How do you turn that around?

JOEL FITZGIBBON: Well, it is an honest, comprehensive and no-holds-barred document which I think importantly gives Anthony Albanese the authority he needs to take the party back to basics, back to its key values and objectives as a party and they are, of course, fairness, equality of opportunity and economic security.

It is a pretty basic formula.

SABRA LANE: It didn't offer a view on policies. Should the party keep or cut the policies on franking credits, negative gearing? It also warned about the party being a grievance-led party?

JOEL FITZGIBBON: Well, I doubt franking credits have much of a future within the Labor Party but all of our policies will be reviewed and they'll be reviewed through the prism of Labor's key values and again they are, equality of opportunity, economic security.

That's what important to people and we've got to focus again on our blue-collar base, assuring our base that we support manufacturing and the mining industry and the energy sector.

That we have a plan to both give those sectors a future and those who work within them a future.

SABRA LANE: How do you beat Mr Morrison at the next election? You believe that he is mimicking Mr Trump from wearing baseball caps to cultivating patriotic fervour even coining his own term for fake news.

You'd think the "bubble question" phrase that he uses, his term for that.

The public seems to be liking all of that.

JOEL FITZGIBBON: Well, he is certainly reading the Donald Trump playbook but I think he is a cheap imitation. I think there is a stark contrast there.

Whether you support him or you don't, Donald Trump is a change agent, whereas Scott Morrison is just promising more of the same.

He promised in the election he would change nothing and that's one election promise he has absolutely kept.

But I think people are looking for imagination, innovation, creativity and they want a government that sees a very rapidly changing world and has policies to adapt to that world and to provide opportunity for all Australians.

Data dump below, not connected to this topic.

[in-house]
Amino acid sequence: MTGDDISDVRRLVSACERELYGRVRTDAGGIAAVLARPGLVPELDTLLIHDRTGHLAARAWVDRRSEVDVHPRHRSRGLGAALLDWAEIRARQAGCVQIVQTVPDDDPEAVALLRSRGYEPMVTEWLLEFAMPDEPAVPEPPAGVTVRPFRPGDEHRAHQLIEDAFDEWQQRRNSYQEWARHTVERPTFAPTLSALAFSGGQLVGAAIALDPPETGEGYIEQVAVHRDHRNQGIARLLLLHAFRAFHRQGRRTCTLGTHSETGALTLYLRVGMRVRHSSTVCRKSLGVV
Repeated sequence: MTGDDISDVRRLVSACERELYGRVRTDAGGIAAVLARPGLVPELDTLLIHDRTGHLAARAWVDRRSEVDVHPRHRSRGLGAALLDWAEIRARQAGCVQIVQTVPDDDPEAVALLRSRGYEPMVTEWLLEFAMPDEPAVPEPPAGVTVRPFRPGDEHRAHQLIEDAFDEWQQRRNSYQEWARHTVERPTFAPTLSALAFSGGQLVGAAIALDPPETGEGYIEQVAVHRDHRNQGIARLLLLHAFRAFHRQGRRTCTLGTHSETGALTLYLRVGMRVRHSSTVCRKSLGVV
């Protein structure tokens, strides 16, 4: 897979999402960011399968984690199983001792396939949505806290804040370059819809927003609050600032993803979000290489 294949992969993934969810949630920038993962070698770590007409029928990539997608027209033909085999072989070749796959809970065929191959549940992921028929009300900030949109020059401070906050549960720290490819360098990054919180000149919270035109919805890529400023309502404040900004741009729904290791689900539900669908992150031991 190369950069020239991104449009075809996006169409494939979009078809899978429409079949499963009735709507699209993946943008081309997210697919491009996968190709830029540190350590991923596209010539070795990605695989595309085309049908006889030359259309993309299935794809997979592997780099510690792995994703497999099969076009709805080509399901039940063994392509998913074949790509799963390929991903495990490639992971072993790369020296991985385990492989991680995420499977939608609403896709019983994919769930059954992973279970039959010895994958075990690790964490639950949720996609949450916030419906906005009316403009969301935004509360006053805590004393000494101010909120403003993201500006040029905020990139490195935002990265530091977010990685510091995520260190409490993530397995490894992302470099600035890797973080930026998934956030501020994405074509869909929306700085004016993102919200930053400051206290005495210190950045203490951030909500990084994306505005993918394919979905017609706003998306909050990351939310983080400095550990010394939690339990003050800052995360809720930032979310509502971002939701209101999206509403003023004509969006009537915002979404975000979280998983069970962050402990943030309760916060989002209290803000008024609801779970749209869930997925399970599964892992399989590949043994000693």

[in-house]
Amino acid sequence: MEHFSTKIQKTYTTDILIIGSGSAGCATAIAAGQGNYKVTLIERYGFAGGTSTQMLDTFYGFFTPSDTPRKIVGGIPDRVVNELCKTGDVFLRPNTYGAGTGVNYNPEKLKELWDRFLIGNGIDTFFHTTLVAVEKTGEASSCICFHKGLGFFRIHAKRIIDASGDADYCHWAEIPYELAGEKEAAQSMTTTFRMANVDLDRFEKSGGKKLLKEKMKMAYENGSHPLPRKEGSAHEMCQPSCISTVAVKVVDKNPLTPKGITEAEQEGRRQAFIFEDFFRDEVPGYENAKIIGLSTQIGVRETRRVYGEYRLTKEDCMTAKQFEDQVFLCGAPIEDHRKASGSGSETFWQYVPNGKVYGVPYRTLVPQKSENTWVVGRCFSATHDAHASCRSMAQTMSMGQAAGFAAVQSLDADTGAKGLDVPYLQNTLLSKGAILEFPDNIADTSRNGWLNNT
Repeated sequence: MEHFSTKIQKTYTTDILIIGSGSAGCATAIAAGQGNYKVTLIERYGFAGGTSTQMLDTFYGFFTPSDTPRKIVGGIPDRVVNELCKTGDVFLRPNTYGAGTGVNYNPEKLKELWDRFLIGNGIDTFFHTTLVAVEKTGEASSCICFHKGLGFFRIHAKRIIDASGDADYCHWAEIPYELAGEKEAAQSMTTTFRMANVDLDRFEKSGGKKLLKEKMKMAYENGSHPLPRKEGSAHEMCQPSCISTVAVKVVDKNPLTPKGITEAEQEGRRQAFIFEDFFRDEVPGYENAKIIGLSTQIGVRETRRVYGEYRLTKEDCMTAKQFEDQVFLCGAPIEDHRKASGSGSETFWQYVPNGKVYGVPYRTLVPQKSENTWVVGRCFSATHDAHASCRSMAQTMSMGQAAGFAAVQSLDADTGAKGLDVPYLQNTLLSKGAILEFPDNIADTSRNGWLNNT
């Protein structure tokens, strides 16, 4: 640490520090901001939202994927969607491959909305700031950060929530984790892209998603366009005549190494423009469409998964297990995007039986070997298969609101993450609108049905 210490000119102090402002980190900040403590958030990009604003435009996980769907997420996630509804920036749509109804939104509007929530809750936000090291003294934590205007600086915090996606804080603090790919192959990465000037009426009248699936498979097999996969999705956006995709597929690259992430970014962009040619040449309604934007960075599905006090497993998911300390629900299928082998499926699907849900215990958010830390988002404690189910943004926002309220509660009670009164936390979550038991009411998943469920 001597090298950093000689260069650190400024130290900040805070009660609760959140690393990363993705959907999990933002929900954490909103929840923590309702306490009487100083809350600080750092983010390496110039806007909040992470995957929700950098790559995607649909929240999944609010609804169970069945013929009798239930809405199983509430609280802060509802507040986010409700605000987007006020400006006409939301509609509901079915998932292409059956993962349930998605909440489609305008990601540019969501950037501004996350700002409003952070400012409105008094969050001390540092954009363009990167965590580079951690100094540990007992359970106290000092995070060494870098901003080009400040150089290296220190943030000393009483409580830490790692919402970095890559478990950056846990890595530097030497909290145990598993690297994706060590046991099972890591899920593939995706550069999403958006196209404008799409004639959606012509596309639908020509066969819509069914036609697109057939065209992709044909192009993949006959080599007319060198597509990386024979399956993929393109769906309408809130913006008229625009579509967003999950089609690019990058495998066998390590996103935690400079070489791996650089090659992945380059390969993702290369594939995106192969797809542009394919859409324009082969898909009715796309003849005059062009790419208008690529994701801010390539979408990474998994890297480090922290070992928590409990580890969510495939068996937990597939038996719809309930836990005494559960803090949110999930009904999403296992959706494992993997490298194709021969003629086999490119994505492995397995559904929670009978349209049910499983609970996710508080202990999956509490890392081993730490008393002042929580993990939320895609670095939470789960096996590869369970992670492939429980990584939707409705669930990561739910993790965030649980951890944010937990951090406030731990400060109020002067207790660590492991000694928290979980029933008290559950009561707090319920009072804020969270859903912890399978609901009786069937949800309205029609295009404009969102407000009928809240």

SABRA LANE: You recently advocated adopting the Coalition's policy on carbon emissions. It is reported that Mr Albanese carpeted you for that. Is that right and will you still advocate that idea?

JOEL FITZGIBBON: Well, Albo and I certainly had a robust conversation about my views. There is nothing wrong with that.

That's a healthy thing.

The key point I was making is that we need a policy settlement on carbon emissions. We want to be able to get things done.

Emissions continue to rise every year and I was prosecuting a case for forcing Scott Morrison to reverse that and to hold him to account.

We can sit back for three years and allow emissions to continue to rise or we can put in place strategies to force Scott Morrison to finally do something.

SABRA LANE: Will you still keep advocating that idea of copying the Coalition's policy?

JOEL FITZGIBBON: I'll certainly keep advocating for a political settlement. I don't want to go to another election where carbon emissions are front and centre in the election campaign.

I don't believe that's good for the Labor Party but more particularly, I don't believe it is good for the country because it is a recipe for more rising emissions over the coming years and it is a recipe for higher household energy bills and it's a recipe for less manufacturing jobs in Australia.

SABRA LANE: You've reached out to Mr Morrison recently to end the wars on climate and energy. Is he talking to you?

JOEL FITZGIBBON: No, I don't think it is in Scott Morrison's character to accept the hand of bipartisanship. He's demonstrated that on drought and I'm sure that will be the case on carbon and energy policy.

That's a mistake on his part because with a settlement, we could meet our international obligations on carbon emissions, we could take meaningful action on climate change while at the same time, retaining a strong coal mining industry and at the same time, drive energy prices for households and manufacturers down rather than continue to allow them to rise.

SABRA LANE: And that is the Shadow Agriculture Minister, Joel Fitzgibbon.